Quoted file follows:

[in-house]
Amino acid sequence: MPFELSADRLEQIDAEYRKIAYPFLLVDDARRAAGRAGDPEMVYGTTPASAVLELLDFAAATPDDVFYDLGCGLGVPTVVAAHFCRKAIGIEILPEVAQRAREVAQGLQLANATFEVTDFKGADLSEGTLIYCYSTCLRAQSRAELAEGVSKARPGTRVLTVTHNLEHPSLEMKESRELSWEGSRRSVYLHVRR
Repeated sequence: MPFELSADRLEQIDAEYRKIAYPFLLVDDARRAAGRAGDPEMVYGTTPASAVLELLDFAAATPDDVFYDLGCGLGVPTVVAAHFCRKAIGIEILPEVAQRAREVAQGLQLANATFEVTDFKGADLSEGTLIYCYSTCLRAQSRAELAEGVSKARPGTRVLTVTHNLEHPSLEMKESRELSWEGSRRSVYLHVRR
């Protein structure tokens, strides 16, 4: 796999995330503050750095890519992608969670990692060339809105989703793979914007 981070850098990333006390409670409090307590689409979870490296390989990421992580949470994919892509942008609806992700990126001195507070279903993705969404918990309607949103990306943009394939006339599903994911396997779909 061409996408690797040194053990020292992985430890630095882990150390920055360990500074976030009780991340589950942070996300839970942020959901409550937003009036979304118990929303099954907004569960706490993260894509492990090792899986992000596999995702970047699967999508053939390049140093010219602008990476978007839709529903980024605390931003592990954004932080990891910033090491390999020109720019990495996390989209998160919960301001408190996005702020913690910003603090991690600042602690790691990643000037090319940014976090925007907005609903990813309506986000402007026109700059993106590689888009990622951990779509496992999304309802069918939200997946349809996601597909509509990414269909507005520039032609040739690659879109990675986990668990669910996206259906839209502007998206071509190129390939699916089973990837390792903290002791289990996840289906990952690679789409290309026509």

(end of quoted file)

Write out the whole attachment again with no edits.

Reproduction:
[in-house]
Amino acid sequence: MPFELSADRLEQIDAEYRKIAYPFLLVDDARRAAGRAGDPEMVYGTTPASAVLELLDFAAATPDDVFYDLGCGLGVPTVVAAHFCRKAIGIEILPEVAQRAREVAQGLQLANATFEVTDFKGADLSEGTLIYCYSTCLRAQSRAELAEGVSKARPGTRVLTVTHNLEHPSLEMKESRELSWEGSRRSVYLHVRR
Repeated sequence: MPFELSADRLEQIDAEYRKIAYPFLLVDDARRAAGRAGDPEMVYGTTPASAVLELLDFAAATPDDVFYDLGCGLGVPTVVAAHFCRKAIGIEILPEVAQRAREVAQGLQLANATFEVTDFKGADLSEGTLIYCYSTCLRAQSRAELAEGVSKARPGTRVLTVTHNLEHPSLEMKESRELSWEGSRRSVYLHVRR
């Protein structure tokens, strides 16, 4: 796999995330503050750095890519992608969670990692060339809105989703793979914007 981070850098990333006390409670409090307590689409979870490296390989990421992580949470994919892509942008609806992700990126001195507070279903993705969404918990309607949103990306943009394939006339599903994911396997779909 061409996408690797040194053990020292992985430890630095882990150390920055360990500074976030009780991340589950942070996300839970942020959901409550937003009036979304118990929303099954907004569960706490993260894509492990090792899986992000596999995702970047699967999508053939390049140093010219602008990476978007839709529903980024605390931003592990954004932080990891910033090491390999020109720019990495996390989209998160919960301001408190996005702020913690910003603090991690600042602690790691990643000037090319940014976090925007907005609903990813309506986000402007026109700059993106590689888009990622951990779509496992999304309802069918939200997946349809996601597909509509990414269909507005520039032609040739690659879109990675986990668990669910996206259906839209502007998206071509190129390939699916089973990837390792903290002791289990996840289906990952690679789409290309026509």